Roundhay than Barwick in Elmet. The owner of the land was probably the
same as the owner of his father's land.
We do not know what happened to John's other children and there are few
records of Robert's life. We know that in 1717 he served a year as
churchwarden at St Peters, the parish church and in 1720 he married
Jane Wiggin from Harewood in Harewood Parish Church. The fact his name
was recorded as 'Bornill' may indicate the Yorkshire pronunciation of
the name. This was a late
marriage (Robert was 44 and Jane 23) We do not know the date of his
but it may be that Robert only had the means to marry once his father
had died. His mother, Elizabeth died in 1722 in Thorner Parish, so she
had probably gone to live with her son in Shadwell after her husband
first child, Samuel was born in Shadwell in 1721, followed by
Timothy (1732), Benjamin (1727) and Abraham (1730). There is more
information about the lives of these children in The Youngest Son.
died in Shadwell and was buried on 26th January 1749. He is
recorded as a farmer in the burial record. Jane lived on another 20
years, dying in Shadwell in 1769.
The later history of Roundhay Park is
interesting, although by this
stage the link with the Burnell family had ended. The trees continued
to be cleared and by 1780 hunting was no longer the main source of
income. In 1797 the estate was put on the market by the then owner,
Charles Philip, the 17th Baron of Stourton. No single purchaser
appeared and the land was eventually sold to two Quakers originally
from Leeds, Samuel Elam and Thomas Nicholson. Both were involved in
banking and other business ventures, Elam in Leeds and Nicholson in
Samuel Elam, who owned the southern portion, failed in various business
ventures and eventually became bankrupt. He died in 1811 at the early
age of 37, almost certainly as a result of the stresses and strains
brought on by his financial difficulties. Some of his land in Roundhay
was bought by Thomas Nicholson, adding to his existing holding.
Nicholson was only 38 when he purchased Roundhay and wanted to return
from London to be nearer his family and to live the life of a country
His part of the estate included several farms, three streams and a
tree-lined gorge. He landscaped the grounds, creating lakes, ponds and
follies and built a mansion. The Waterloo Lake and much of the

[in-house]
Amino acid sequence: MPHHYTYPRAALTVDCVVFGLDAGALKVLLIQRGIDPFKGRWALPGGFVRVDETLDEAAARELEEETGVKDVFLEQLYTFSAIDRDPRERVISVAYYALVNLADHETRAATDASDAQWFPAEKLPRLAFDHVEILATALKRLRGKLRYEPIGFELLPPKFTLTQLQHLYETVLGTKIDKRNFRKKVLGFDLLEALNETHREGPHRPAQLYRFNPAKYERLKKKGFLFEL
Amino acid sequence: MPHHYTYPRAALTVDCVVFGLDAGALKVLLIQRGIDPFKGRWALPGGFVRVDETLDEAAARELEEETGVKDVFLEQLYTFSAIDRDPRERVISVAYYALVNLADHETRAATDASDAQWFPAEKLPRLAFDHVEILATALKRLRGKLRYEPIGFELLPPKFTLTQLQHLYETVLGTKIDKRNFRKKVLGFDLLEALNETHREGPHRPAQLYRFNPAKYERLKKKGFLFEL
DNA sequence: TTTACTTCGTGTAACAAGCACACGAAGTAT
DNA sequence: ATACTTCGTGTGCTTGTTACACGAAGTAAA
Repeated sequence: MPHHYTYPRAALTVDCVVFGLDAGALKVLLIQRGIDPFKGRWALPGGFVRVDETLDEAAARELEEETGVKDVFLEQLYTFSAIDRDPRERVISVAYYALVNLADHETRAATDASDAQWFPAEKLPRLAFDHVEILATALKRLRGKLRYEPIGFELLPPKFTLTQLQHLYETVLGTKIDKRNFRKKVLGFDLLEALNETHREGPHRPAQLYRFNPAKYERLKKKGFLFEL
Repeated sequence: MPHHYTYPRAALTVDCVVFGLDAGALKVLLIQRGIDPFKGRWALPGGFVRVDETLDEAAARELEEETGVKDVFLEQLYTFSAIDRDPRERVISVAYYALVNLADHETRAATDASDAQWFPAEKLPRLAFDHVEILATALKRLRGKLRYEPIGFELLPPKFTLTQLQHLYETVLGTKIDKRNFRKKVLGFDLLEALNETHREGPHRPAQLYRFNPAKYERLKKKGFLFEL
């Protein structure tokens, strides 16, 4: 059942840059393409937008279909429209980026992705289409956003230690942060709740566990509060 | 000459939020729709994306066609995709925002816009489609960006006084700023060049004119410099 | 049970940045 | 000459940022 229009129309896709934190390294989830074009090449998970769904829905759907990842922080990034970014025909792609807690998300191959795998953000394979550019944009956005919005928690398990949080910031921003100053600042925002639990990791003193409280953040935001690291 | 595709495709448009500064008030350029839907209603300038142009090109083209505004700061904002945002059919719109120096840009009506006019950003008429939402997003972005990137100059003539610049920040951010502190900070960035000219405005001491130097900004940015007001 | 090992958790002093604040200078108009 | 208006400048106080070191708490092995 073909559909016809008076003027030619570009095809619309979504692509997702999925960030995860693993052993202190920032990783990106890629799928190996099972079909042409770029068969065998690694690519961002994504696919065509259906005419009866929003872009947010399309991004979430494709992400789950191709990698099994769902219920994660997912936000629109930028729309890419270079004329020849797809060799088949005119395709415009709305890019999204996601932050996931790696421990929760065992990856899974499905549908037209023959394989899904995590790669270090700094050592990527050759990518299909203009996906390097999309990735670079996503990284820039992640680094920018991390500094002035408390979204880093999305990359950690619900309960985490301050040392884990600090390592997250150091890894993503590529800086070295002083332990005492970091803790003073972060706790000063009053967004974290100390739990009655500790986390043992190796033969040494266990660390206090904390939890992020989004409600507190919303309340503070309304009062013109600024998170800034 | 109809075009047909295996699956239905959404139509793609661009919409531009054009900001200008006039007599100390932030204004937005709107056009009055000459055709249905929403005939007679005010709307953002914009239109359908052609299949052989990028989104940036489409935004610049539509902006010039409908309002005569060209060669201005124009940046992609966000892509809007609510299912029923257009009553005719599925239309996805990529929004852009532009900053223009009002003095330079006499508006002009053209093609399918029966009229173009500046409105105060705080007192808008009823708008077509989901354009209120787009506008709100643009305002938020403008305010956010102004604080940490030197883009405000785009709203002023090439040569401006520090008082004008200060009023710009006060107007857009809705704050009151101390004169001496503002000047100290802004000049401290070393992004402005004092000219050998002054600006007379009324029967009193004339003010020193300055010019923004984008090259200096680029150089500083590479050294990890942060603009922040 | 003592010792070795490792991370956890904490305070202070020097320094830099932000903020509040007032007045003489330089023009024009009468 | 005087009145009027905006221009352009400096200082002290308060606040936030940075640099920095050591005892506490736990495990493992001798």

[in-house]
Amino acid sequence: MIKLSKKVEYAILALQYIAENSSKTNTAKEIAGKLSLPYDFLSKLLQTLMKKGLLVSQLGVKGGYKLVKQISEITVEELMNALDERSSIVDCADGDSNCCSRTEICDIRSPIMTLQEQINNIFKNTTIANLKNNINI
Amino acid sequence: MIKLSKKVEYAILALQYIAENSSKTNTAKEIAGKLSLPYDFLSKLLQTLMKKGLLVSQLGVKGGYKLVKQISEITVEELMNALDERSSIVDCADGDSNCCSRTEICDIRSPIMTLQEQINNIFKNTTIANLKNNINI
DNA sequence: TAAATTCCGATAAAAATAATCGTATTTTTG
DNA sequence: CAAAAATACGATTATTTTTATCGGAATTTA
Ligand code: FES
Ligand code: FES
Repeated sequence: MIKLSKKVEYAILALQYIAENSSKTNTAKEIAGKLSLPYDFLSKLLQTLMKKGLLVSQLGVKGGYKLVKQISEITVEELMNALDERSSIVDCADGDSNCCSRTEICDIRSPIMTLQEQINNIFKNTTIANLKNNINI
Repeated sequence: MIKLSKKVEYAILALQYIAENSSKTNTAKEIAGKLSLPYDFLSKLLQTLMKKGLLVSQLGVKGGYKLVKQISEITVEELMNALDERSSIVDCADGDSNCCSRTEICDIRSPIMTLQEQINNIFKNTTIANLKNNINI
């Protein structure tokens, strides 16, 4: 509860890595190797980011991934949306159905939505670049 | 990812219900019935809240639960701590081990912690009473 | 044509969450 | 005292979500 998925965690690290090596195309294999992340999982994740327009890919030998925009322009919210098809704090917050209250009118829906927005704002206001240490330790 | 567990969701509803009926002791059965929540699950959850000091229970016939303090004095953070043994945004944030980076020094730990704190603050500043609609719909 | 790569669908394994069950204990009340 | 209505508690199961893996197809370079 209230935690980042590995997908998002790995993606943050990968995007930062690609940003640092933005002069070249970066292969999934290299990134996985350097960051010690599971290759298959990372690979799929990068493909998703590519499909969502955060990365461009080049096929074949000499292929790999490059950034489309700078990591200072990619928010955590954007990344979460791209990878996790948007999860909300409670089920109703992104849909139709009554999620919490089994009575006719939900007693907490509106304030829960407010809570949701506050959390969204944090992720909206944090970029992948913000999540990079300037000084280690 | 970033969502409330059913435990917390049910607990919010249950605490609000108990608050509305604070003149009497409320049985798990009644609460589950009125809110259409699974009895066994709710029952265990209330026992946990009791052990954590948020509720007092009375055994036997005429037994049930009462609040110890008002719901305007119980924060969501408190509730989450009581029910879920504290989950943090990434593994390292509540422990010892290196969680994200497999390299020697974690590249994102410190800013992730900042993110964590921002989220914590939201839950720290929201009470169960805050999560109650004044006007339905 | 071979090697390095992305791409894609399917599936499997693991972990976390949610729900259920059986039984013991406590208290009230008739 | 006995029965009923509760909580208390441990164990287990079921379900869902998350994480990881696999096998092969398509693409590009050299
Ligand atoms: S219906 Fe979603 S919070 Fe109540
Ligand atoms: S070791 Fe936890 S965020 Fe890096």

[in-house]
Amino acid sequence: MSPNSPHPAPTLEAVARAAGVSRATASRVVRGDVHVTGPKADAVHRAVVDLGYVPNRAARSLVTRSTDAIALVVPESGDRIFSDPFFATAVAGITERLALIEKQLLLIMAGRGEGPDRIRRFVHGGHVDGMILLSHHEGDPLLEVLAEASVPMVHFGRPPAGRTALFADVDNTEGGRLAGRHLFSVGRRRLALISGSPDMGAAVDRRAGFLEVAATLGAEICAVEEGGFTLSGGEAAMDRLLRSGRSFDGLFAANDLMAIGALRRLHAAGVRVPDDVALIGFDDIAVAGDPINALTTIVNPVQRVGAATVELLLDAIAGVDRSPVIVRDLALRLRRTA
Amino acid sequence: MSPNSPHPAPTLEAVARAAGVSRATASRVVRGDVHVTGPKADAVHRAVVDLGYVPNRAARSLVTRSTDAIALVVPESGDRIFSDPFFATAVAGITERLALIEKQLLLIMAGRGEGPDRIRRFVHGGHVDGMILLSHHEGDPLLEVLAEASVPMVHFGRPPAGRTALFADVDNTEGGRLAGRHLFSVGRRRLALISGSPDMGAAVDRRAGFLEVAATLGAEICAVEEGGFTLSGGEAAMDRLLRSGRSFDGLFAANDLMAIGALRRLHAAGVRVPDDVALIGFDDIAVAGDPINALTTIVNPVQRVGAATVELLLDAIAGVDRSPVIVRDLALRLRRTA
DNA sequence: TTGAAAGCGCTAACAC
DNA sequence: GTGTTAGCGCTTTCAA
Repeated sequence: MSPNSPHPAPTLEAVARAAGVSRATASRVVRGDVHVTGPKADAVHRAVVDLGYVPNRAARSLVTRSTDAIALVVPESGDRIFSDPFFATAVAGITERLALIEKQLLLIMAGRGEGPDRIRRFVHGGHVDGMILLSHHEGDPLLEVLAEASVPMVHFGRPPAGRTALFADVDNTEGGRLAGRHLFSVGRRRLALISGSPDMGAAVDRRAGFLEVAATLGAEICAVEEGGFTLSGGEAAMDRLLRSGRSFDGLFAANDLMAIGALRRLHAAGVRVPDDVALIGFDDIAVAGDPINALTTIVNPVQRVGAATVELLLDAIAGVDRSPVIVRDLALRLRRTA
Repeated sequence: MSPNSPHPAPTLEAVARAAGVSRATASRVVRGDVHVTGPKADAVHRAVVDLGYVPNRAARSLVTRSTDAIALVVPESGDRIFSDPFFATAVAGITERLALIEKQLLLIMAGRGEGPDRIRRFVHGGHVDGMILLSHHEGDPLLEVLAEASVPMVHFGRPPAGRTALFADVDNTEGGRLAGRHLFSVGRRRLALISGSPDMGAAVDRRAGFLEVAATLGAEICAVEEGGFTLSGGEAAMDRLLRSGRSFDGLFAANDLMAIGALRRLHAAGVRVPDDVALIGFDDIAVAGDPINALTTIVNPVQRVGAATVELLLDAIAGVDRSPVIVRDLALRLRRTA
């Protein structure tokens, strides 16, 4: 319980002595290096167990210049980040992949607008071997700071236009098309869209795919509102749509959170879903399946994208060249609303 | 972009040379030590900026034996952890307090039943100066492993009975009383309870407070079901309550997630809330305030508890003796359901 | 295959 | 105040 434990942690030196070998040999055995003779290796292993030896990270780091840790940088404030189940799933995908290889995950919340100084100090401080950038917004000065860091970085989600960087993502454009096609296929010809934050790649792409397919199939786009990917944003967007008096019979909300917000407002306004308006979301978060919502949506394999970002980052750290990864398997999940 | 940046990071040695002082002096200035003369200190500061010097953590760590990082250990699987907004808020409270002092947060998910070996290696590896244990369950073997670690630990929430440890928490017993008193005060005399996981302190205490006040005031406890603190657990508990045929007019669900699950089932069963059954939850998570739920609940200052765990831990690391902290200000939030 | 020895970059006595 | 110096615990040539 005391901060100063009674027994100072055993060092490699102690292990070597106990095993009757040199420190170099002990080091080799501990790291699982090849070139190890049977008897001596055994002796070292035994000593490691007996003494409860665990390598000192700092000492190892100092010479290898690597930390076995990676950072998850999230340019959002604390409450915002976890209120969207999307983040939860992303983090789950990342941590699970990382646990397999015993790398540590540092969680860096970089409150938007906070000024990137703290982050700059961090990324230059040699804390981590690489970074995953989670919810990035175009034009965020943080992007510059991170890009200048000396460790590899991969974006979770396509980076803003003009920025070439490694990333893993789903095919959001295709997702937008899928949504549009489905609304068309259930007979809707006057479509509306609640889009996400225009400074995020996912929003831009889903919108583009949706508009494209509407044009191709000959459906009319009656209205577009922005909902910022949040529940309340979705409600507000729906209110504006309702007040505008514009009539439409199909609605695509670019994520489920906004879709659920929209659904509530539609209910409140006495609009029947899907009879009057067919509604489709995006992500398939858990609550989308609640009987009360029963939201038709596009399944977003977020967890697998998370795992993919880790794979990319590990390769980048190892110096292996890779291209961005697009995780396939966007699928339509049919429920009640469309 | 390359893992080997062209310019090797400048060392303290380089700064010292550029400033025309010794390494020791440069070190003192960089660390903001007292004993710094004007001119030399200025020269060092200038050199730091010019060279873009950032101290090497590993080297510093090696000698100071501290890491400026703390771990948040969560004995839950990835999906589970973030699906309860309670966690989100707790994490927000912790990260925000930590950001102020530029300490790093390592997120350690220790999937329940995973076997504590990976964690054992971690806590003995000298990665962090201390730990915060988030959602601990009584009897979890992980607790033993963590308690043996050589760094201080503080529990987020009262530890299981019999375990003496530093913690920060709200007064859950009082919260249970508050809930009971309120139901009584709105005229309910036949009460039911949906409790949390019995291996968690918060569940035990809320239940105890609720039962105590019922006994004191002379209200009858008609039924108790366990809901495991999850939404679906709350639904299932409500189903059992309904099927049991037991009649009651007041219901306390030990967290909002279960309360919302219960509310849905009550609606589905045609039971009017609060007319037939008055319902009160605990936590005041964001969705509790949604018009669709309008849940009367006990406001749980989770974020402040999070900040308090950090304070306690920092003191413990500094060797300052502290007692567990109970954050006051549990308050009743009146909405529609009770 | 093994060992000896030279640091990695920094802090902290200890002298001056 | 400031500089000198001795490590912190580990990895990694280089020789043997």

landscape is thus entirely manmade. Most of the construction was
undertaken by unemployed soldiers who had returned from the Napoleonic
Wars, an arrangement which no doubt appealed to both Nicholson's
business and Quakerly instincts.
Thomas Nicholson died in 1821 at the
early age of 56. He was buried at
Camp Lane Court, the Quaker burial ground in Leeds. He left the estate
to his half-brother, Stephen Nicholson, who paid for the building of
Roundhay Church in 1826, thus ending the long trek to All Saints Church
in Barwick in Elmet for the inhabitants of Roundhay.
The Nicholson family put the estate up for sale in 1869 following the
death of William Nicholson, Stephen's nephew. It was purchased by John
Barran, the then Mayor of Leeds, who wanted to establish a public park
for the town to compare with Lister Park which Bradford had purchased
the previous year. There was much opposition from the
residents of Roundhay which had become a prosperous middle class area
with substantial houses but eventually the necessary Act of Parliament
was passed to allow the Council to take over the Park. It was
officially opened on 19th September 1872 by Queen Victoria's third son,
Initially the distance of Roundhay
centre of Leeds and the
cost of travel by wagon or omnibus meant that the Park was mainly used
by the middle classes, and the townspeople for whom the park had been
purchased stayed away. This was solved, after an initial false start,
by the opening in 1891 of an electric tramway from Sheepscar to
Roundhay. This was the first electric tramway operating on the overhead
wire system in Europe. The line was later extended to run from
Kirkstall to Roundhay.
There is much more detail on the later history of Roundhay Park in
Illustrated History of Roundhay Park by Steven Burt
in the tourist guide Goodall's
Illustrated Royal Handbook to Roundhay Park
in 1872 to mark the opening of the public park. The latter is of
interest for its advertisements alone.